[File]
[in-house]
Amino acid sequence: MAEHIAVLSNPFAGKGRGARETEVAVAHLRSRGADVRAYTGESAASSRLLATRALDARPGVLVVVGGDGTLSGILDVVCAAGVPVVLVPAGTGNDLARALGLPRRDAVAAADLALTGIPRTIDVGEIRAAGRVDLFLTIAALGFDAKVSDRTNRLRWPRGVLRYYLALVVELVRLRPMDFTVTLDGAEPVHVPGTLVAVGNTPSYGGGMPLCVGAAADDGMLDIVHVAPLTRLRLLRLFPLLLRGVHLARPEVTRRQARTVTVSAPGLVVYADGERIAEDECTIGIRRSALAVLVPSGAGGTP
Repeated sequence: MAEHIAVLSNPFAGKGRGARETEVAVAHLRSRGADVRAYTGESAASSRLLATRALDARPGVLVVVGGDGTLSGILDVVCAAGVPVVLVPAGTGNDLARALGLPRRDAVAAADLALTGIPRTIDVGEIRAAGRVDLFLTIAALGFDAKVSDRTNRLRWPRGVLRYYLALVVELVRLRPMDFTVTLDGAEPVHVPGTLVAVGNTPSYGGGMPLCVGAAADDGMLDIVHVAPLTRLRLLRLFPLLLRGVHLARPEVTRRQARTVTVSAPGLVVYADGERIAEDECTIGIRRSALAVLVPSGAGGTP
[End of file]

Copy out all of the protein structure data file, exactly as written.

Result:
[in-house]
Amino acid sequence: MAEHIAVLSNPFAGKGRGARETEVAVAHLRSRGADVRAYTGESAASSRLLATRALDARPGVLVVVGGDGTLSGILDVVCAAGVPVVLVPAGTGNDLARALGLPRRDAVAAADLALTGIPRTIDVGEIRAAGRVDLFLTIAALGFDAKVSDRTNRLRWPRGVLRYYLALVVELVRLRPMDFTVTLDGAEPVHVPGTLVAVGNTPSYGGGMPLCVGAAADDGMLDIVHVAPLTRLRLLRLFPLLLRGVHLARPEVTRRQARTVTVSAPGLVVYADGERIAEDECTIGIRRSALAVLVPSGAGGTP
Repeated sequence: MAEHIAVLSNPFAGKGRGARETEVAVAHLRSRGADVRAYTGESAASSRLLATRALDARPGVLVVVGGDGTLSGILDVVCAAGVPVVLVPAGTGNDLARALGLPRRDAVAAADLALTGIPRTIDVGEIRAAGRVDLFLTIAALGFDAKVSDRTNRLRWPRGVLRYYLALVVELVRLRPMDFTVTLDGAEPVHVPGTLVAVGNTPSYGGGMPLCVGAAADDGMLDIVHVAPLTRLRLLRLFPLLLRGVHLARPEVTRRQARTVTVSAPGLVVYADGERIAEDECTIGIRRSALAVLVPSGAGGTP